Today, blind people fluent in Braille can read computer screens through refreshable displays that convert words to raised dots – but only one line at a time.
For the sighted, imagine a Kindle that presents just 40 characters per page, says Sile O’Modhrain, an associate professor of Music, Theatre and Dance at U-M, who is blind. Forty characters amounts to about 10 words.
The process is slow. It doesn’t give context. It’s expensive. And O’Modhrain believes it’s one of the factors contributing to Braille’s declining use. Even though fluency in the nearly 200-year-old code is linked with higher employment and academic performance for the visually impaired, fewer blind people are learning and using it. Taking Braille’s place are text-to-speech programs that make it easier and faster to consume electronic information, but at the same time, hold back literacy.
So O’Modhrain, who is also in the School of Information, has teamed up with engineering researchers to build a better Braille display – one that could show the equivalent of a whole Kindle screen at once. In addition, it could translate beyond text, rendering graphs, charts, spreadsheets, maps and complicated equations in a medium the blind could more fully understand with their fingertips.
“What we’re trying to build in this project is full-page tactile screen for something like a Kindle or an iPad where you could just display refreshable text in real time,” O’Modhrain said. “Relative to what’s done today, and how that’s done, it’s a complete paradigm shift.”
In the 1950s, about half of blind children learned to read Braille, according to the National Federation of the Blind. Today, that number is just 10 percent. Yet 80 percent of the blind people who are employed know Braille. Those numbers don’t tell the whole story, as definitions and health outcomes have evolved over the years. But the trend they suggest is real.
“When you’re learning to read and write, it’s hard to find a substitute for physically encounter text – whether it’s in visual or tactile form,” O’Modhrain said. ”There are many studies that show that listening to something is not the same as reading it.”
The system she is developing with Brent Gillespie, an associate professor of mechanical engineering, and Alex Russomanno, a doctoral student in the same department, would make e-reading for the blind more efficient and a lot less expensive. Today’s commercial one-line Braille displays cost around $5,000. If you were to directly scale up the mechanism behind it to show a whole page, it would cost around $50,000, Russomanno says. The U-M researchers’ aim to offer that capability at just $1,000 per device.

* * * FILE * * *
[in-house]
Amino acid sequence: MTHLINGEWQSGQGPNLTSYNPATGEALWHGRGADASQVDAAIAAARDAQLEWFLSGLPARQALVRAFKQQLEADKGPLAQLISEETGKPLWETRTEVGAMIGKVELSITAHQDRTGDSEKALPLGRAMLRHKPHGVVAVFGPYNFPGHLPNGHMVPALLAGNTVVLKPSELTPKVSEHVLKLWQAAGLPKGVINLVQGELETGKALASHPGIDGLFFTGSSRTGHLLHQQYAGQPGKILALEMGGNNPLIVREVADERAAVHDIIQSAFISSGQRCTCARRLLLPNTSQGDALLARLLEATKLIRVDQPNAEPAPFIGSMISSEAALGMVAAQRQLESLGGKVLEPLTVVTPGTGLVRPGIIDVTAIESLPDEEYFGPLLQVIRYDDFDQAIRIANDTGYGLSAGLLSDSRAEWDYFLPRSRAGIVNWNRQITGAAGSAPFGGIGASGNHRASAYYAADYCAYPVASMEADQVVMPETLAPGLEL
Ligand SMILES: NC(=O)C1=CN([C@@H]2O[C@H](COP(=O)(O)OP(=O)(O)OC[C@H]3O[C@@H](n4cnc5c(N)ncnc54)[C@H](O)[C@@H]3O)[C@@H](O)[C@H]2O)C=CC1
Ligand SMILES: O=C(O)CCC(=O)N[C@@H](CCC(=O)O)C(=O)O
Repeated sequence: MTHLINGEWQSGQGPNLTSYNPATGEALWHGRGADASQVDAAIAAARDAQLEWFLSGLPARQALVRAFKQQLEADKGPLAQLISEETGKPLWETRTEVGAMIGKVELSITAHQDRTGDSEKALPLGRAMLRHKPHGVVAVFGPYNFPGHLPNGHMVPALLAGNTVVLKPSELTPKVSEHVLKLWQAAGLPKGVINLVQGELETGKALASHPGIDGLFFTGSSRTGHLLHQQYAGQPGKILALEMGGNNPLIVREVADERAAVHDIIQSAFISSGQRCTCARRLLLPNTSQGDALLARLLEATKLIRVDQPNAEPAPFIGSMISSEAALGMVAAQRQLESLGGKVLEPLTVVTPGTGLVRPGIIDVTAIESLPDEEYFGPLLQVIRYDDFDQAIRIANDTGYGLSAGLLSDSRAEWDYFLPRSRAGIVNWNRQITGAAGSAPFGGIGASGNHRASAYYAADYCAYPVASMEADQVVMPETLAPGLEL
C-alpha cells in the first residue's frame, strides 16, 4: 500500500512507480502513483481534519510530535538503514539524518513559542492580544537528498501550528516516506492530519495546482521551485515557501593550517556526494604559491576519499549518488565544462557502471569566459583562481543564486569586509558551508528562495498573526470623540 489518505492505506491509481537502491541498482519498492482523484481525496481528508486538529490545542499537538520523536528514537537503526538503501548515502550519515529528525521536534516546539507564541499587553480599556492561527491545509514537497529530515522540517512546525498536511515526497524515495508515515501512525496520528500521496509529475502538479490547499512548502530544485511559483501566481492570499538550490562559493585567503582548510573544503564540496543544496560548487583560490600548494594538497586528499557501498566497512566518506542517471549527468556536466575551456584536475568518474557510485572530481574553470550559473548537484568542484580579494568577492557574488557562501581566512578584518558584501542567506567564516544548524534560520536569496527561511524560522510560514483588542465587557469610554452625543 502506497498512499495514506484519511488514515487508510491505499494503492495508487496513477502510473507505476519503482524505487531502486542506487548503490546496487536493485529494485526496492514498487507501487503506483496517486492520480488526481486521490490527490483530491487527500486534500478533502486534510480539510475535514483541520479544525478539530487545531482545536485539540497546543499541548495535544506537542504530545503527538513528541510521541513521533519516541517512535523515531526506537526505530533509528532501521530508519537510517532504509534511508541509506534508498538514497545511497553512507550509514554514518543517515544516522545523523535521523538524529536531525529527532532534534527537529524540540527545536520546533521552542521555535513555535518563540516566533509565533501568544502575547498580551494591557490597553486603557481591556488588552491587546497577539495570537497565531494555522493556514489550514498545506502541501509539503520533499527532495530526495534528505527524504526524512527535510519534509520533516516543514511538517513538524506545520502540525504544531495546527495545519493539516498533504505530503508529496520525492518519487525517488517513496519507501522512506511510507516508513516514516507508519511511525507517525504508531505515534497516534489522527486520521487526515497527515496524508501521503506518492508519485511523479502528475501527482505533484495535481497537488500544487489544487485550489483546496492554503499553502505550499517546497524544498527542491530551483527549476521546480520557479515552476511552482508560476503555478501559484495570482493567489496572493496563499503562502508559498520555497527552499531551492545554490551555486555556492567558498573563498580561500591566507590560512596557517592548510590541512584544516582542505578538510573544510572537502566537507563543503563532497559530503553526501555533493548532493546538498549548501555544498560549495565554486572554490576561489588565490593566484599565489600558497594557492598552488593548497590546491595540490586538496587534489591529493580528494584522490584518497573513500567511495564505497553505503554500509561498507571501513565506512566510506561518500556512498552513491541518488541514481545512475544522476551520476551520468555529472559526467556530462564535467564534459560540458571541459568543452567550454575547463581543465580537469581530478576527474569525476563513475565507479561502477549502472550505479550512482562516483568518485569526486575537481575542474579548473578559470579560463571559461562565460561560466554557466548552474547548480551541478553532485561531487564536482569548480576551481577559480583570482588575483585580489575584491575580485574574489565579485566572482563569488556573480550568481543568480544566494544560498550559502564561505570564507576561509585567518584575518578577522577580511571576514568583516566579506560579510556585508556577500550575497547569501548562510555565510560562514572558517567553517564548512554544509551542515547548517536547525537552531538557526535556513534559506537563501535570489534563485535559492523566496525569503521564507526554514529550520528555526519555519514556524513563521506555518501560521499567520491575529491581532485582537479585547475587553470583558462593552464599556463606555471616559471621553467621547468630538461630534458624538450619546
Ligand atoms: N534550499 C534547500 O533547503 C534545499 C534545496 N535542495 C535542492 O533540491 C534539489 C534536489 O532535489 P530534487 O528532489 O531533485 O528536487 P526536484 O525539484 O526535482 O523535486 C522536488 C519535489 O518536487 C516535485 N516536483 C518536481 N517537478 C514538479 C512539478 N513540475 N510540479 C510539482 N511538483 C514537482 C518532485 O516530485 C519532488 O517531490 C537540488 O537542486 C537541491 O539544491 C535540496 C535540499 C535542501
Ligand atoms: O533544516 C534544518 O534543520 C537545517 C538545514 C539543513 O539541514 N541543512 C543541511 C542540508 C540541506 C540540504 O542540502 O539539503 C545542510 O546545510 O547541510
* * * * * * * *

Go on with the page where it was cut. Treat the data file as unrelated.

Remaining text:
How can they make a bigger display at a fraction of the cost? Their answer is microfluidics – a branch of science and engineering that involves specially etched chips with tiny channels that guide flows of liquid or air. Microfluidic chips are modeled and made like the integrated circuits of computers. They are printed rather than assembled.
“We use the equivalent of electronic logic and circuitry,” Russomanno said. “When I say that, I’m referring to the way a computer works, with transistors and resistors, except ours is not electronic at all. It’s fluidic. Instead of high voltage and low voltage you have high pressure and low pressure, and instead of electric current flow you have fluid flow and you can achieve the same basic logic features.”
And like the 0s and 1s that undergird computing, Braille is a binary code. Each Braille cell (which is sometimes a letter and sometimes a whole word) contains six dots that can be either raised or flat to convey different information.
“The dots are either there or they’re not,” O’Modhrain said. “That’s why this circuit is so elegant.”
With just two input valves, the researchers are able to generate more than 50 different dot states. The valves move fluid that controls tiny bubbles that raise or lower dots.
At this point, they’ve shown that they can drive the dots with bubbles, and that they can print a microfluidic device that could let them efficiently control those bubbles. Over the next year, they’ll be working to integrate the two and produce a larger prototype.
“We would like to think a device like this would make reading electronic Braille more attractive again, make it close to the experience of reading a traditional book,” O’Modhrain said. “Another challenge is convincing educational authorities to teach Braille again. It has dropped out of the system in terms of the education of blind people and we think it’s important to bring Braille back.”